Overground Press

Drink Your Lawn
Turn Your Weeds and Grass into Milk
Brought to you by Hotel Goat

What happens when you synthesize the suburban craze for the perfect yard with a craving for goat cheese?

Hotel Goat is the working name of a project that combines suburban agriculture with advanced technology.

Below is a discussion of some of the issues we will have to deal with. We discuss using goats for lawn maintenance, and the legality of keeping goats. We follow that with a crash course in being a goatherd. We include some names of those who have pioneered the way of suburban sustainability. We finish with a discussion of the biggest challenge ahead: how to understand goat eating habits and bend that to the task at hand.

Using goats for lawn maintenance

Managing goats from the time they are born is critical to using them for lawn maintenance.

The first decision a suburban goatherd has to make is to decide what breed of goats to keep.

We are planning on keeping goats in residential yards. Nigerian Dwarf goats are suited for living in suburbia. Their smaller size size means they require less space. Their smaller size also makes it possible to transport them in cars.

Legality

To determine the legality of keeping suburban goats in Takoma Park, we checked with MoCo zoning and the City of Takoma Park.

City of Takoma Park said the city follows MoCo zoning regulations. MoCo zoning allows goats to be kept. However, goat pens and shelters must conform to zoning regulations as far as setbacks from neigbors and streets.

Setbacks could be a concern if temporary fencing which is set up on a front yard, for example, is legally considered a pen. This is where goat management becomes critical. Properly trained goats can be kept on a leash.

We also checked the City of Takoma Park municipal code to determine the legality of goats in Takoma Park. We were not able to find anything in the code that prohibits goats. Here is a link to the code: Municipal Code

An article in the Washington Post also indicates that goats are legal in Takoma Park. Here is a link that article: Article

A final note: The Farm to Consumer Legal Defense Fund is a national team of lawyers that we keep on retainer for any legal challenges we may have.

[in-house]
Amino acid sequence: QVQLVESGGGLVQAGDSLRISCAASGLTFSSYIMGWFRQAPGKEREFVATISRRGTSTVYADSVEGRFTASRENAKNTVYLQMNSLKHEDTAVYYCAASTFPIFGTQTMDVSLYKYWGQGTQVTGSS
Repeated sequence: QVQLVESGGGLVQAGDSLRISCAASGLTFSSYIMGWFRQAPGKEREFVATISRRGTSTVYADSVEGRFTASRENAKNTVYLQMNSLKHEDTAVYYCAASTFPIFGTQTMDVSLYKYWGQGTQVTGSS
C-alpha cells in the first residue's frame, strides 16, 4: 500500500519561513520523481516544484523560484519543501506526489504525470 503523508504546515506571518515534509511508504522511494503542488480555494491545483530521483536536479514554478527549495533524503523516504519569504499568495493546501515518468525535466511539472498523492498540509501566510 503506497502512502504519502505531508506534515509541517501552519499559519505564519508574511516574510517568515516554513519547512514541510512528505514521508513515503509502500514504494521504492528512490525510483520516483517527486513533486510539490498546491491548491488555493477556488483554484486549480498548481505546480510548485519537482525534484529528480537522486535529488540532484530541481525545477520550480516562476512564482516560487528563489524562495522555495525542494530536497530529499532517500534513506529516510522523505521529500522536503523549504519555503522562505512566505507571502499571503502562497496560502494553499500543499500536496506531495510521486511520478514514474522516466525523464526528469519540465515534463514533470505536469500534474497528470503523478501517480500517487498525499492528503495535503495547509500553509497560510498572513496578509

Curriculum for goatherd crash course

Breeds of goats
A. the most common breeds in America

Uses for goats
A. Dairy
B. Meat
C. Vegetation management

Life cycle of goats
A. breeding goats

Diseases, parasites, etc.
A. Worms
B. Plants that are poisonous to goats: azaleas

Feed
A. Hay
B. Pellets
C. Grain
D. Watering goats

Costs
A. buying goats
B. feed and hay costs
a. where to buy feed and hay
C. insurance

Income from goats
A. raw milk laws in Maryland
B. vegetation management service
C. Commercial kitchen use

The downside of suburban goats
A. Noise management
B. Waste management
C. Odor management
D. finding someone reliable to care for goats when you go away for extended time

Networking
A. local Facebook pages of breeders and farmer groups

Safety
A. disbudding goats
B. never underestimate a goat’s ability to damage property and persons, to escape, and to generally act exactly like people

MoCo sustainability pioneers

Dr. Nazirahk Amen has been involved in many urban agricultural projects. His distinctive purple house is a beacon of sustainability. Link to a recent project: Rice Farming
We are indebted to Dr. Amen for setting the agricultural tone in Takoma Park.

Mike Tabor is a Takoma Park citizen and activist, and an organic commercial farmer. Michael was involved in the city outlawing the use of lawn pesticides and herbicides, This has paved theway for goats safely browsing lawns.

Lady Farmers Mary and Emma Kingsley are local leaders in the “slow living” movement. Suburban agriculture rightly finds itself as part of this movement. Suburban agriculture is more than farming and gardening in suburbia. Sub-ag is a way of life that encompasses most aspects of living. The Lady Farmers are even having a slow living conference. Link to conference: Conference

To think like a goat

The following considerations apply to Nigerian Dwarf goats left to their own devices in a suburban barn. Trained goats, other breeds of goats, or goats in other circumstances, will act differently.

Consider a group of people at a smorgasbord. And there are exotic foods on the table. What is a strategy for eating? One way is to wait till everyone else fills up their plate and then watch to find out what they like.

If people are leaving over a certain food on their plate, that’s probably something to avoid.

Conversely, if they are eating a certain food, that’s probably going down well.

Goats have a sophisticated system like that to communicate what to eat. It involves what I call congregating, questioning, and waiting.

A. Congregating means a herd of goats like eating from the same area. If there are two buckets of exactly the same food, but if a few start eating from one bucket, that bucket becomes the popular “restaurant” and they will all fight to eat there. Even though the same, exact food is right “next door”.

B. Questioning means one goat going over to another goat who is eating, and the first goat lifts her chin, and sniffs what the second one is eating. It’s like, “Whatcha having? Anything good?” If it’s a vine and it’s hanging from the second goat’s mouth, it’ll sometimes be, “Mind if I take a piece from your plate?” and the first goat will eat the part that’s hanging.

C. Waiting means eating something and then waiting awhile while the food wends its way through the goat’s stomachs. So a goat will nibble something, then wait, and if it goes down ok, they’ll go back to eating more. However, if it makes them sick, they will then advise the other goats to avoid it.

Advertisements